Birding at Cowan Lake State Park

Wilmington, Ohio

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Cowan Lake State Park

General Information


1750 Osborn Rd, Wilmington, OH 45177



DeLorme Page Number and Coordinates

(7th Edition and earlier) p.76 A-1

Nearest Town or City

Wilmington, Ohio.

Directions from Nearest Town or City

Southwest of Wilmington about 7 miles on Ohio 730 to spillway or U.S. 68 South, then West on Ohio 350 to several entrances.

About Cowan Lake State Park

Named an Important Bird Area by Ohio Audubon, Cowan Lake has 700 acres of water and 1,076 acres of land that includes upland deciduous forest, wetland and riparian corridor, with more than four miles of marked hiking trails. Lotus Trail is especially good for summer birding with a number of nesting warblers, vireos and other songbirds. Entrance to Lotus Trail is adjacent to the campground entrance on Osborn Road.

When the lake is low the end of Lotus Trail overlooks a wetland area that has been very productive in past years. The spillway is also good for shorebirds when conditions are right. Among unusual bird sightings at Cowan are 240 Sandhill Cranes, Snow Geese, White-fronted Geese, Yellow-crowned Night Heron, Little Blue Heron, Sanderling, Ruddy Turnstone, Stilt Sandpiper, Baird’s Sandpiper, White-rumped Sandpiper, 30 Semipalmated Plover, White-winged Scoter, Surf Scoter, Red-throated Loon, and Bald Eagle.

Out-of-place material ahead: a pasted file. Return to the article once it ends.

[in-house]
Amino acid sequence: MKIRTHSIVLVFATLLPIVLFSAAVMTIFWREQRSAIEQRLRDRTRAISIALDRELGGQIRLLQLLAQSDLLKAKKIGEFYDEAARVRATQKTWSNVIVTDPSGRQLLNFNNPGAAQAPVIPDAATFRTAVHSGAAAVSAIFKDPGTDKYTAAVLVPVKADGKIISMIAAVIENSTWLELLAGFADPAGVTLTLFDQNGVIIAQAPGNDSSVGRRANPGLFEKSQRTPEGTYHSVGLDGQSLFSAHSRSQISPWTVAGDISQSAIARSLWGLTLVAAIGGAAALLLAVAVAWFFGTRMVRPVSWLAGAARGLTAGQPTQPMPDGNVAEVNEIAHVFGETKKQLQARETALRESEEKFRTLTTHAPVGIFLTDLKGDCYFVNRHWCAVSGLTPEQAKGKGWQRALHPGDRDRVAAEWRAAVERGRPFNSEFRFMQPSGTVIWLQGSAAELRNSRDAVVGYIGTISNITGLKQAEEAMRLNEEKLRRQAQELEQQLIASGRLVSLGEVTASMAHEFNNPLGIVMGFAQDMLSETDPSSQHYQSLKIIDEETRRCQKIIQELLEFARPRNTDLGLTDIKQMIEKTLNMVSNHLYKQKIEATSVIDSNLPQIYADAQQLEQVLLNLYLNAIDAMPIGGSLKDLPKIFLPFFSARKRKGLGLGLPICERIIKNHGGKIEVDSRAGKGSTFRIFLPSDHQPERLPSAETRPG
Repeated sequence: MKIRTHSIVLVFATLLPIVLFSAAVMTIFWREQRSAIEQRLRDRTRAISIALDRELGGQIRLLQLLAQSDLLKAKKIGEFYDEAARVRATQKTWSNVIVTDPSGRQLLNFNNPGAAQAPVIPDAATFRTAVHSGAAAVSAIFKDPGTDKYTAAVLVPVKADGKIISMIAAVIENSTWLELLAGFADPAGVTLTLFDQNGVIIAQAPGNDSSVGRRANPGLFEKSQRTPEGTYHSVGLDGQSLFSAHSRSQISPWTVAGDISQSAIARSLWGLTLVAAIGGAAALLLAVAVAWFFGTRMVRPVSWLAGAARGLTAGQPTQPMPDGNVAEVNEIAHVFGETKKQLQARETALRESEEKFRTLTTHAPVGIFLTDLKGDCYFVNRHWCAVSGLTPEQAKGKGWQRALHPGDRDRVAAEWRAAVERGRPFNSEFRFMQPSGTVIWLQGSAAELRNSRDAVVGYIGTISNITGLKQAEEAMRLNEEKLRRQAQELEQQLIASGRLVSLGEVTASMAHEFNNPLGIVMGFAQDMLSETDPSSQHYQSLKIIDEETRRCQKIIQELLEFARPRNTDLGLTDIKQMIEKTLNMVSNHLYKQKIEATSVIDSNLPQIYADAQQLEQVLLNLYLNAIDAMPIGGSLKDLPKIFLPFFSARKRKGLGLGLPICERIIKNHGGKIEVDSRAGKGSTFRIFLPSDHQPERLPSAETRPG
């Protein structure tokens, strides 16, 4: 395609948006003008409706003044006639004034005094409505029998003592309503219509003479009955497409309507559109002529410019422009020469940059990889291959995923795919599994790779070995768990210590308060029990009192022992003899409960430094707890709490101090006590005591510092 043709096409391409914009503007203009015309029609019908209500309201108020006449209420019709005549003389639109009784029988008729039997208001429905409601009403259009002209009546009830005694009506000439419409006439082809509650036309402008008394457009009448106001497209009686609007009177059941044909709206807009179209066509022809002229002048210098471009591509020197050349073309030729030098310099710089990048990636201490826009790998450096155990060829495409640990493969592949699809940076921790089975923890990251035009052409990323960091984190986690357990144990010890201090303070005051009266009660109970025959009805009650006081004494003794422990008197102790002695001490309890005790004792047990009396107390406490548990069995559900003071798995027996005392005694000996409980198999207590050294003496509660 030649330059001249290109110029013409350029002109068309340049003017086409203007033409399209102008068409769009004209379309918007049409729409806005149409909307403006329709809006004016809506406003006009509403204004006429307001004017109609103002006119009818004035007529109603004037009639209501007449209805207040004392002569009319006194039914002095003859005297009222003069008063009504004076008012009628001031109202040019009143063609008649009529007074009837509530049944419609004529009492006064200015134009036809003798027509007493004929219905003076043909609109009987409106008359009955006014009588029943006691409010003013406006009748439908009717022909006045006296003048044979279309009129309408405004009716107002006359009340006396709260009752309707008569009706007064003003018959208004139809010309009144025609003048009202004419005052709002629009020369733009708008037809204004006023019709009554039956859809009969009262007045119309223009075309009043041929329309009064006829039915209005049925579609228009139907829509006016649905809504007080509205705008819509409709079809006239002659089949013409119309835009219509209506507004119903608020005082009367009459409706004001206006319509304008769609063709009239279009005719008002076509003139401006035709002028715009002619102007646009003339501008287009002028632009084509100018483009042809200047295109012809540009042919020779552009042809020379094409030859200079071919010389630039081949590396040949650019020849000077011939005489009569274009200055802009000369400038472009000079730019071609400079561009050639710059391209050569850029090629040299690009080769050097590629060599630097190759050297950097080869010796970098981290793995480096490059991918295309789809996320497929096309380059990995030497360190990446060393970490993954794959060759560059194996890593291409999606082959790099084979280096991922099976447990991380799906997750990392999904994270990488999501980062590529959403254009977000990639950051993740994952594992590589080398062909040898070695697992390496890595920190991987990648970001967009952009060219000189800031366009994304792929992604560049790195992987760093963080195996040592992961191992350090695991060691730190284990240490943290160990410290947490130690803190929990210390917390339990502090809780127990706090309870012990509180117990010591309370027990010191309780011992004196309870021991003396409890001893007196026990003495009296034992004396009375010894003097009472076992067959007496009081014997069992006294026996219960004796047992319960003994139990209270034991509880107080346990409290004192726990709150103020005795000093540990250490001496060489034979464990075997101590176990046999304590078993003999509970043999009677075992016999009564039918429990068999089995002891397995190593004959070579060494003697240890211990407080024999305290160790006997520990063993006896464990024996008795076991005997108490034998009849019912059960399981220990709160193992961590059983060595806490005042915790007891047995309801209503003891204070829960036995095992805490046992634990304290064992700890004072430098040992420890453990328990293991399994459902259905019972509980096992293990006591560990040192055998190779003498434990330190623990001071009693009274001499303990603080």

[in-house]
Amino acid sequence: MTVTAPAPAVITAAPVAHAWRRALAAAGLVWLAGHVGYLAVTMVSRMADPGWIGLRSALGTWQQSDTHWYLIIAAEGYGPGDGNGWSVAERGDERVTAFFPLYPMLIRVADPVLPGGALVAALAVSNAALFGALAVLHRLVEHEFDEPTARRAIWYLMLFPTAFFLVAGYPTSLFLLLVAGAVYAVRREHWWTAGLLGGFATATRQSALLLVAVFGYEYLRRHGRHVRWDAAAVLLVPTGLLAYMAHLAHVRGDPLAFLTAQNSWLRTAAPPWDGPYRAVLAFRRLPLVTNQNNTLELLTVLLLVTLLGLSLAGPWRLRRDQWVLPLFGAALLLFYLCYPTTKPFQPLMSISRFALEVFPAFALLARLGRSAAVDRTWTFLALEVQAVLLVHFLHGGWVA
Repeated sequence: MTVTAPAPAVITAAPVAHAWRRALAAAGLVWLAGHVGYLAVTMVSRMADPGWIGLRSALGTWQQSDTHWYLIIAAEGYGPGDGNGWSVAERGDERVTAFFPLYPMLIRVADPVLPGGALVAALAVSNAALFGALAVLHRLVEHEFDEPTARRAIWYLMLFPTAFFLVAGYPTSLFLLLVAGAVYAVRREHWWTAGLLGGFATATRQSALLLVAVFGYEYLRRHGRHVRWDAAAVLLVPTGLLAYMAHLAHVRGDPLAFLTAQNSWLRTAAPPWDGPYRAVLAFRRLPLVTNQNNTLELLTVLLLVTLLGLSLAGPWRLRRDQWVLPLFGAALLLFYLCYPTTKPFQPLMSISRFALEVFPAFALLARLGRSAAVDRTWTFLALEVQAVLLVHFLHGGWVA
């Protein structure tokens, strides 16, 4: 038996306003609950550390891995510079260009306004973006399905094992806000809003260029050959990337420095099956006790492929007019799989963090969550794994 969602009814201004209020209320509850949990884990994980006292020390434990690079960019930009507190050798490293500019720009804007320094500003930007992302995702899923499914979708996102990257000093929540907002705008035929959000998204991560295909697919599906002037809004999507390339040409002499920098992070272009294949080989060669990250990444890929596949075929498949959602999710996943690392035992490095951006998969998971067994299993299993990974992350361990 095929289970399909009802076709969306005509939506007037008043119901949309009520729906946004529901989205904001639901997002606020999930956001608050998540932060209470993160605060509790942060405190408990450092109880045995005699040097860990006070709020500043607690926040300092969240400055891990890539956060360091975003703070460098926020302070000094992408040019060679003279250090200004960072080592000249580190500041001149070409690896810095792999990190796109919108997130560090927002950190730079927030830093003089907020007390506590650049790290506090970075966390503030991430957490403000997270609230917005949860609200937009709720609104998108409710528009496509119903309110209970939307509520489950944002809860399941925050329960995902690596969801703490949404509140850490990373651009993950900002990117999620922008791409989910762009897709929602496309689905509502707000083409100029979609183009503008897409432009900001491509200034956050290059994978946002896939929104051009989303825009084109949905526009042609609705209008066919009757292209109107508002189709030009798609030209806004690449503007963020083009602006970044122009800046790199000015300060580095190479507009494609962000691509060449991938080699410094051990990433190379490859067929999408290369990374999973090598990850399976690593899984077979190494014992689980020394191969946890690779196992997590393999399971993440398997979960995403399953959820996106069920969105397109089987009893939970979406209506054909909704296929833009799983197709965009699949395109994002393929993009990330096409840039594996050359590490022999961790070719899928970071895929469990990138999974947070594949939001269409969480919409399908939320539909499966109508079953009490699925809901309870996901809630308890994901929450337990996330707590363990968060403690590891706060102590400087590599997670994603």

Visiting Information

Closed hours/season

Open all year during daylight hours.

Parking Areas

Numerous scattered around the park.


Hunting and fishing licenses and fees for boat docking.

Restroom Facilities

Primitive facilities throughout park, flush toilets during summer in beach house and on campground.

Harmful Insects, Poisonous Plants, or Animals

Poison Ivy.

Restaurants in the Area

The nearby Spillway Lodge, another restaurant across from the spillway, and many in and near Wilmington.

Other Birding Spots in the Area

Cowan Creek Road, Caesar Creek State Park, Stone Lick State Park, and Indian Creek State Wildlife Area.

Birds of Interest by Season


Red-shouldered Hawk, Bonaparte’s Gull, Ring-billed Gull, Common Loon, Common Merganser, Red-breasted Merganser, Hooded Merganser, American Tree Sparrow, Dark-eyed Junco, Yellow-bellied Sapsucker.


Waterfowl and songbird migrants of the area. In the past year unexpected rarities included American Avocet, Franklin’s Gull, Caspian Tern, and Greater White-fronted Goose.


Nesters include Red-Shouldered and Red-tailed Hawks, Yellow-throated, Kentucky, Prothonotary, Cerulean, Prairie, and Blue-winged Warblers, White-eyed and Red-eyed Vireos, Louisiana Waterthrush and Red-headed Woodpecker.


Wilson’s Snipe, Killdeer, Great Egret, Least Sandpiper, Ruddy Duck, Gadwall, American Wigeon and other waterfowl and shorebird migrants.

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